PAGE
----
0

How can I use a dash in printf string?

x=xxx
printf -v args "-x=%s" "$x"
printf "$var"

But it gives an error:

./tmp.sh: line 2: printf: -x: invalid option
printf: usage: printf [-v var] format [arguments]

I know that it's because printf interprets -x as an option, but how to overcome it?

I use printf to create a string that will correspond to command line arguments like -x=xxx -y=yyy -z=zzz. Then I want to call a tool like

eval $tool args

  • 2
    You don't want to use printf at all, as you should be building an array of arguments to pass to tool: foo=(-x xxx -y yyy); tool "${foo[@]}" – chepner Jul 25 '18 at 14:02
5

printf supports the conventional end-of-options argument --:

$ printf -- '-x\n'
-x
  • 2
    POSIX requires printf to deal with --. – schily Jul 25 '18 at 14:01
  • 1
    Such support is usually indicated by requiring conformance to the Utility Syntax Guidelines, but printf makes no mention of such a requirement. (At least that I could find; I often fail to find things in the place where I expect them.) – chepner Jul 25 '18 at 14:06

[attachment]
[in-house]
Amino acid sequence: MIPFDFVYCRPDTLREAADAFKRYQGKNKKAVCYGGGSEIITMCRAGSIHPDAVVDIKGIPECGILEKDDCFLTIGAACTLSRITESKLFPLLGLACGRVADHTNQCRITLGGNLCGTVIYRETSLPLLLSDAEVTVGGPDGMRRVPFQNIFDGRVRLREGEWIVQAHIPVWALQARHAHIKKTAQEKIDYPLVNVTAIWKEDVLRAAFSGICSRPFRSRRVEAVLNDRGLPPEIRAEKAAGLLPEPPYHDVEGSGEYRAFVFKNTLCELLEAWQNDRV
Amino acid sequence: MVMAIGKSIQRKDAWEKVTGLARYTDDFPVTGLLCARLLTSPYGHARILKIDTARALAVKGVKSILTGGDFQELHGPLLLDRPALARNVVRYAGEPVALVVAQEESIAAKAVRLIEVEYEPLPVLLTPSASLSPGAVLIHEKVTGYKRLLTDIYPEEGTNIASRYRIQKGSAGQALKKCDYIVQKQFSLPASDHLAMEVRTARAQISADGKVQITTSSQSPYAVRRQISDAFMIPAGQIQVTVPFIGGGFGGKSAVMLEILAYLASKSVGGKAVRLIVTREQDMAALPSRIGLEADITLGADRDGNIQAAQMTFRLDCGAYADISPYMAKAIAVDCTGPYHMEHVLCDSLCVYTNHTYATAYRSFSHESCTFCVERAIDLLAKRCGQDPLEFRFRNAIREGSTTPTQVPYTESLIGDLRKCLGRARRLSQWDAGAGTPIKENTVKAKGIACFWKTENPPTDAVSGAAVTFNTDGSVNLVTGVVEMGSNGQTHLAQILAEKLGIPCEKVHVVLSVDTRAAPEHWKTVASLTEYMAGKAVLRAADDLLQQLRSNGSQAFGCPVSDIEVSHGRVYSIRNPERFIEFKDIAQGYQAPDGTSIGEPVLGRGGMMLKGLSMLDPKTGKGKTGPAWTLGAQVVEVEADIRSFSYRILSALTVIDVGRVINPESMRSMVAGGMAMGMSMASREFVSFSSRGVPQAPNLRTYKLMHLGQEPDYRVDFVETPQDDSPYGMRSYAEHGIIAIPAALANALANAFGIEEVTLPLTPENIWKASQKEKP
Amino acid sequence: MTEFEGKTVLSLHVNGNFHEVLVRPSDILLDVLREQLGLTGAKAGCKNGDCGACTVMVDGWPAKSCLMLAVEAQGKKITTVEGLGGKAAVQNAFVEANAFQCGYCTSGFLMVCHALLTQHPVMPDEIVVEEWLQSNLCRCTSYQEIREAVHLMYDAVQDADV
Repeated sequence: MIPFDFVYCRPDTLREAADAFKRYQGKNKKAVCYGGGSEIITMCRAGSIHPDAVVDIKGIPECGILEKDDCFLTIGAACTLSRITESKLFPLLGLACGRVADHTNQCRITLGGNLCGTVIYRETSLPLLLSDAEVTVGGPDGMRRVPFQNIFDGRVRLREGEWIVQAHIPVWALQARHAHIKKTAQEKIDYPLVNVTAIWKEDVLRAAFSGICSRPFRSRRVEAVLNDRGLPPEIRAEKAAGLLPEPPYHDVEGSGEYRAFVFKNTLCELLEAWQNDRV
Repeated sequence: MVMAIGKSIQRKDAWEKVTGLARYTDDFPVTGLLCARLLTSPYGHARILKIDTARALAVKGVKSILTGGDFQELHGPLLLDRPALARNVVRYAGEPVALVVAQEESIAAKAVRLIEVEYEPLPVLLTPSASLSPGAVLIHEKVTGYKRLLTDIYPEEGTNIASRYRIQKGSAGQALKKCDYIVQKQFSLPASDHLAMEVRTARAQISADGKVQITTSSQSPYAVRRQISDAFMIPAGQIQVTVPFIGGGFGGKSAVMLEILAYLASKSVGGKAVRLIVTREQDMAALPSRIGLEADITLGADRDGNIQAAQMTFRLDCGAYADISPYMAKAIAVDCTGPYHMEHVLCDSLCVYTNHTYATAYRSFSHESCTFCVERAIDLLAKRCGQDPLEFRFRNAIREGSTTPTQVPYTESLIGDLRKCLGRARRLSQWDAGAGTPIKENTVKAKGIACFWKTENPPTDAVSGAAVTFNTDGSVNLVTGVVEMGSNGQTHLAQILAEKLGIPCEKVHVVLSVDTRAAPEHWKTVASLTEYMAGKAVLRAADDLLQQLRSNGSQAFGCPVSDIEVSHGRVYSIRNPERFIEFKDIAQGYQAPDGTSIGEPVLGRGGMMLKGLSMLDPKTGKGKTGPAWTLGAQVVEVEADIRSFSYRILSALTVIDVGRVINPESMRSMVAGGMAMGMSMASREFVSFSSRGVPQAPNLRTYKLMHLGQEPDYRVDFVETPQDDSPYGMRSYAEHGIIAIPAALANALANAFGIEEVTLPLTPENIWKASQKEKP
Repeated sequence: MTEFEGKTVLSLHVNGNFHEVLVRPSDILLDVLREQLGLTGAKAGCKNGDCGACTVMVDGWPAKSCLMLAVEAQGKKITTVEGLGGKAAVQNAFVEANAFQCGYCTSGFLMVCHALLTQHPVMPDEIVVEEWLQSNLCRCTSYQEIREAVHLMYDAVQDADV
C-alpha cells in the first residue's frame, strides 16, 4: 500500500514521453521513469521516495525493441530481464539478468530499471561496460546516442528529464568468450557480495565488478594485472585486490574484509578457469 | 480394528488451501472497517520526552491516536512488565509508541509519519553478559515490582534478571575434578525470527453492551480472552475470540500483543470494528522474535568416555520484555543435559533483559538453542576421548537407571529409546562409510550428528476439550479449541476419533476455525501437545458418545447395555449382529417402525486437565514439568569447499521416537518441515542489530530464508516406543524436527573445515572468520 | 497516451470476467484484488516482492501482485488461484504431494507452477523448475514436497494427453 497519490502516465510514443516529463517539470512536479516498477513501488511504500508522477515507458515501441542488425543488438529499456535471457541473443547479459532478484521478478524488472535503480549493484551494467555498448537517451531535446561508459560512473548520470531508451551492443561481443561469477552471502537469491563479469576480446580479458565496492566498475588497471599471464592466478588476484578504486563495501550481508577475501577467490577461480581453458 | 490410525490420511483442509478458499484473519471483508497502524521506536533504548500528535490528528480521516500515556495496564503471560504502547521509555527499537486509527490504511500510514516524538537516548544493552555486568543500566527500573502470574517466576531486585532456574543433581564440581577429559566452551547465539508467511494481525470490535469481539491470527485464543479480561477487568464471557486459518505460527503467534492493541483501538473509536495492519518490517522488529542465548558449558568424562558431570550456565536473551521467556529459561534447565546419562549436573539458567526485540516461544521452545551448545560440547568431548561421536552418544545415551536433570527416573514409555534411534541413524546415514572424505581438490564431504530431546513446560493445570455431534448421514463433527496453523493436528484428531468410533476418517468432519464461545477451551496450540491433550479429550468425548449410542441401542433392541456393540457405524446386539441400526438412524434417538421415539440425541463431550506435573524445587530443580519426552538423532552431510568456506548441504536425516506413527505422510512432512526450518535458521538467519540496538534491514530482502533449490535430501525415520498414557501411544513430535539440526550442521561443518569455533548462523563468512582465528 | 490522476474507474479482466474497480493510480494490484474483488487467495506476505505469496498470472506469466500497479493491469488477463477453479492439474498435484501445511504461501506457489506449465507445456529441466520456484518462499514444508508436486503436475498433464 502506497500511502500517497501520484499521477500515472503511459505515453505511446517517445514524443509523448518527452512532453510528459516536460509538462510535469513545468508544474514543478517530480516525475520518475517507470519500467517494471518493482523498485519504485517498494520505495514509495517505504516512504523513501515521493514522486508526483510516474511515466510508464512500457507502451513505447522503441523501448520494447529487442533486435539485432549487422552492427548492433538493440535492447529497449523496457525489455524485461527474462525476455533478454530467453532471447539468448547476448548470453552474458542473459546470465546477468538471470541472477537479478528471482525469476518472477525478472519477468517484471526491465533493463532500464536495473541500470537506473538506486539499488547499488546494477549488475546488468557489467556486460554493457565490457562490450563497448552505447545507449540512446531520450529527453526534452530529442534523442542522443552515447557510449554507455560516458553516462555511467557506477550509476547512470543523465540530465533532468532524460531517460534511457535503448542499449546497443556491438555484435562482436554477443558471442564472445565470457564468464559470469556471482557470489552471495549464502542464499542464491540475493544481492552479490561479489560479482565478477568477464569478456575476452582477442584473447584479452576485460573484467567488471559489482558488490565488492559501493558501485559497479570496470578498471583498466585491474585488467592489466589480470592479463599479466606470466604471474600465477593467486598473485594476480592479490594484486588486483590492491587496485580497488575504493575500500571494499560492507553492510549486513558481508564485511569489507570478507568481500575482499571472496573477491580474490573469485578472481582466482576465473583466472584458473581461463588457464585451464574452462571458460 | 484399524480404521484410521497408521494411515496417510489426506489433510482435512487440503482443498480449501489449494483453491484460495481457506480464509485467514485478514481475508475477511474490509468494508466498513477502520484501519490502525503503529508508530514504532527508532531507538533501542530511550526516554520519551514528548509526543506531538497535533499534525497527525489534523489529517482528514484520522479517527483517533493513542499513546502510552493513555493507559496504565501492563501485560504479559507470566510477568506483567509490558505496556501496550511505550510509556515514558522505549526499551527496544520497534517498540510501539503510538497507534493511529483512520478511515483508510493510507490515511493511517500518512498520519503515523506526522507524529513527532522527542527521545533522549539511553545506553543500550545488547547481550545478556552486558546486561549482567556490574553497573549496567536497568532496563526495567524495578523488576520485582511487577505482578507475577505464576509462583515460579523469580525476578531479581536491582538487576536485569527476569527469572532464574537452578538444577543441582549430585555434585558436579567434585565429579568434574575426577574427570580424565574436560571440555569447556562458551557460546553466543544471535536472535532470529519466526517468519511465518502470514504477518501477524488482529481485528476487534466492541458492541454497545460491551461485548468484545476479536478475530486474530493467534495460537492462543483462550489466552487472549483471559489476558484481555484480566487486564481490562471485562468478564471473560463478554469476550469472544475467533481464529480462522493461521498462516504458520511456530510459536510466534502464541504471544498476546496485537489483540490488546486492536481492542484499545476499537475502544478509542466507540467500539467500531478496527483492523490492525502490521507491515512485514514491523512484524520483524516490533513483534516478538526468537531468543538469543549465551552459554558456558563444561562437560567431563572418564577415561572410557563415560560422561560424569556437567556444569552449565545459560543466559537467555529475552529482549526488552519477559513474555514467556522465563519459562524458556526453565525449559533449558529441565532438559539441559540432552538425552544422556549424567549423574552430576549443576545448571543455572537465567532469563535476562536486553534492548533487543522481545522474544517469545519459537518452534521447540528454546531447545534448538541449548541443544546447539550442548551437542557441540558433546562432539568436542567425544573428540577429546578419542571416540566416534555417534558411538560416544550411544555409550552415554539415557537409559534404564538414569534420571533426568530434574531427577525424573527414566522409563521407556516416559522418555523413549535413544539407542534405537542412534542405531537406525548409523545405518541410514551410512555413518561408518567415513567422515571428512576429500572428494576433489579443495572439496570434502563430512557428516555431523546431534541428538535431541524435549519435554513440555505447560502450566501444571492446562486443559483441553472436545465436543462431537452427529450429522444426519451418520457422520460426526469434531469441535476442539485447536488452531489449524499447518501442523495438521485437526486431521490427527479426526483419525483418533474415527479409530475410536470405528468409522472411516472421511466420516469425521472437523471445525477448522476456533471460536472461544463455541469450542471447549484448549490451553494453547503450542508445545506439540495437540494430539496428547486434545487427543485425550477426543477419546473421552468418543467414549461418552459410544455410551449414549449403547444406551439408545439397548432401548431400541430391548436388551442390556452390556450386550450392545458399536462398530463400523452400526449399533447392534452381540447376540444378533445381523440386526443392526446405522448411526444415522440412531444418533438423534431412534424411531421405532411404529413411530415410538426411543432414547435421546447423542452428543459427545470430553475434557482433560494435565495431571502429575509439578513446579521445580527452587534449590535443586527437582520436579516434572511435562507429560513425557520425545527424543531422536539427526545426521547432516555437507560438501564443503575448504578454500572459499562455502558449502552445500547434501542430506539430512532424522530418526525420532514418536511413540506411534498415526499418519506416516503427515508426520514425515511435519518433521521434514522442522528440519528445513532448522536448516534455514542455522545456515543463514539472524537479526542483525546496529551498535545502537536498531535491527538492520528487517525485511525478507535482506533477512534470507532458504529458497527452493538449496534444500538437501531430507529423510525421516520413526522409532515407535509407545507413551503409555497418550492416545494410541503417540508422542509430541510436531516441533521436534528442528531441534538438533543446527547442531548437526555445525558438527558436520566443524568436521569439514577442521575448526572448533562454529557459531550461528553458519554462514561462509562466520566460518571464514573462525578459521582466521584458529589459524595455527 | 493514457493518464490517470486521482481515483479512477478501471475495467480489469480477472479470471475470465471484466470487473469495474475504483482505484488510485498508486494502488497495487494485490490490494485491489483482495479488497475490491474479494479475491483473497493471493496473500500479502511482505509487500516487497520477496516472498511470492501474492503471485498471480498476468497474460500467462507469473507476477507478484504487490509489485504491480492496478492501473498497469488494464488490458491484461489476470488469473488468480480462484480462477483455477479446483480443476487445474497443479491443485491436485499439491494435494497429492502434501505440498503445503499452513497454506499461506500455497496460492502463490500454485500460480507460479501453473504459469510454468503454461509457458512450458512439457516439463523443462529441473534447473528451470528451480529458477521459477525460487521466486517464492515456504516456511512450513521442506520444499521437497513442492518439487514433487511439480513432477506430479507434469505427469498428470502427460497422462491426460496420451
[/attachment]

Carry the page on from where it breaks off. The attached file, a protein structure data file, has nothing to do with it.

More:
• POSIX gives no permission to disregard the USG for printf. – schily Jul 25 '18 at 14:18
  • dash is not POSIX compliant in many cases. It would e.g. need to support multi byte characters in case it is not run only on a tiny embedded system. – schily Jul 25 '18 at 14:19
  • 2
    @chepner, see pubs.opengroup.org/onlinepubs/9699919799/utilities/…. Standard utilities that do not accept options, but that do accept operands, shall recognize "--" as a first argument to be discarded. – Stéphane Chazelas Jul 25 '18 at 14:26
3

You could use the end of options (--) argument to have printf treat the dash literally:

printf -v var -- '-x=%s' "$x"

Output:

$ x=xxx && printf -v var -- '-x=%s' "$x" && echo $var
-x=xxx
2

Since your printf seems to take options, use a format string to output both the -x and the value of the variable:

printf '%s=%s' '-x' "$x"

To call a tool with a pre-generated command line, don't put the command line arguments into a string. Use set to set the values of $@ instead:

set -- -x="$x" -y="$y" -z="$z"

Then call the tool:

tool "$@"

This will ensure that the tool gets the correct number of arguments, properly quoted, even if one or several of the values, $x, $y, or $z, contains spaces.

Or, using a bash array:

args=( -x="$x" -y="$y" -z="$z" )

tool "${args[@]}"

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